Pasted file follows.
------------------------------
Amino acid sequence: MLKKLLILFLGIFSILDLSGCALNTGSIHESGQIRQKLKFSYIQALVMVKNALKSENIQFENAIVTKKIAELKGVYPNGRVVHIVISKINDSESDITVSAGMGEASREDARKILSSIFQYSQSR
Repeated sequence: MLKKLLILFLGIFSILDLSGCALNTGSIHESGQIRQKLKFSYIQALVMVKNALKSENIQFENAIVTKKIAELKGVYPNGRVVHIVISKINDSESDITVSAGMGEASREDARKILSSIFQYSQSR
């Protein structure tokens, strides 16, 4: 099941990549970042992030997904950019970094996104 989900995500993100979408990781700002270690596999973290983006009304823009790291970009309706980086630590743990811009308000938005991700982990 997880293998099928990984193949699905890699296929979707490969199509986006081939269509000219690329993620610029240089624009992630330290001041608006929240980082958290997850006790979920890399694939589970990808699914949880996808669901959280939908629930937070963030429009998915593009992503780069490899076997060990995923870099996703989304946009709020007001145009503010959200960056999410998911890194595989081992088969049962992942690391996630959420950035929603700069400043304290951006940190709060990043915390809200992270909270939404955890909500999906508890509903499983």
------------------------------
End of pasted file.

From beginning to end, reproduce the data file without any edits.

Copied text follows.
Amino acid sequence: MLKKLLILFLGIFSILDLSGCALNTGSIHESGQIRQKLKFSYIQALVMVKNALKSENIQFENAIVTKKIAELKGVYPNGRVVHIVISKINDSESDITVSAGMGEASREDARKILSSIFQYSQSR
Repeated sequence: MLKKLLILFLGIFSILDLSGCALNTGSIHESGQIRQKLKFSYIQALVMVKNALKSENIQFENAIVTKKIAELKGVYPNGRVVHIVISKINDSESDITVSAGMGEASREDARKILSSIFQYSQSR
């Protein structure tokens, strides 16, 4: 099941990549970042992030997904950019970094996104 989900995500993100979408990781700002270690596999973290983006009304823009790291970009309706980086630590743990811009308000938005991700982990 997880293998099928990984193949699905890699296929979707490969199509986006081939269509000219690329993620610029240089624009992630330290001041608006929240980082958290997850006790979920890399694939589970990808699914949880996808669901959280939908629930937070963030429009998915593009992503780069490899076997060990995923870099996703989304946009709020007001145009503010959200960056999410998911890194595989081992088969049962992942690391996630959420950035929603700069400043304290951006940190709060990043915390809200992270909270939404955890909500999906508890509903499983």